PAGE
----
And of course the minority view that both Meena and Hema were shallow flings, his proper love story is with the teenage girl he married when he was 19, the mother of 4 of his 6 children.

For myself, I think they are all love stories. The young woman he grew up with, who he has faithfully cared for and respected as his wife until today. The older woman who was his first experience of wild passionate crazy love and who made her own place in his heart that cannot be removed. And his second wife, who healed his broken heart and raised children with him and can share his public life as a celebrity with him while his first wife shares his private life.

Oh, and of course also Dilip Kumar, his platonic True Luv 4Ever.

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26 thoughts on “Hindi Film 101: The Deol Family Part 1, Dharmendra and His Loves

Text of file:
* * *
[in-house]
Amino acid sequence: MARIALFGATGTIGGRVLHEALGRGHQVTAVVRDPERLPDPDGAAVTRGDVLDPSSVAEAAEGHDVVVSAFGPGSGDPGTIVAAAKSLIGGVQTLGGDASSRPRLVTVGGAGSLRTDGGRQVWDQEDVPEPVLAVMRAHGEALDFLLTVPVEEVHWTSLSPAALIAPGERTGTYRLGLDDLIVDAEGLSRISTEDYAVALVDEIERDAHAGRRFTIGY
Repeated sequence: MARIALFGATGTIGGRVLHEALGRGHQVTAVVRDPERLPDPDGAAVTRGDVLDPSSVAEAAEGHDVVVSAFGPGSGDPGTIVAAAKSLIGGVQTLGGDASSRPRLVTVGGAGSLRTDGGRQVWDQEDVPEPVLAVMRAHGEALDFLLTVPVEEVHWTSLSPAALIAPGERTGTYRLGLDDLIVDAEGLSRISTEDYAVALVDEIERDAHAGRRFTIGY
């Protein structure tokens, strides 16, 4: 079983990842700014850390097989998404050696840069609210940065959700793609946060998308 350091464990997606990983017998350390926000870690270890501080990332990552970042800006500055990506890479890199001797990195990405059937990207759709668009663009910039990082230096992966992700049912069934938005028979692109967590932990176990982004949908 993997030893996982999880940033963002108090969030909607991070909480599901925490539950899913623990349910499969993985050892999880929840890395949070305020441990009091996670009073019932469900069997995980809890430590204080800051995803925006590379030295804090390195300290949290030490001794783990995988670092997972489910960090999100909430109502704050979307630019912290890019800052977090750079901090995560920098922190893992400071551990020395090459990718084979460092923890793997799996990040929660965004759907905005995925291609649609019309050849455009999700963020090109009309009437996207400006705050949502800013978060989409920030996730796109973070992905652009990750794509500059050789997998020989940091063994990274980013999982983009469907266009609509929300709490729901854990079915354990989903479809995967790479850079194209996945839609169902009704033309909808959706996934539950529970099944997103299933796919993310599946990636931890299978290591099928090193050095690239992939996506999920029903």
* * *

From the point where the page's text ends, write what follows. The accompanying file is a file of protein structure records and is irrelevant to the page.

1. This is wonderful, Margaret. Thank you. Aside from taking care of the house, the dog, my family, I immerse myself in Indian history and Indian film every day for as many hours as I can, and I’m still, pardon me Bollywood Newbie, a Bollywood newbie.
    I had no idea Dharmendra was the Deol pater familias. Of course, I could have googled and sorted thru a thousand entries. But who has the time for that? You gather it all in one place and lay it out in smooth, efficient script that covers everything a reader like me wants to read.
    The 101 Index has me in awe! I’ve commented before and I’ll say it again: pick a handful of notables, Deols, Khans, Kapoors, etc. and write a 101 book for the American audience. The USA has finally caught the bug and Indian cinema is getting as hot here as it has been elsewhere outside of India for many years. I pitched a Bollywood book to an agent who has been totally uninterested in me or my novels, and she bit! I’m telling you, it’s worth the effort if you can manage it. And from the Index, most of it is done already.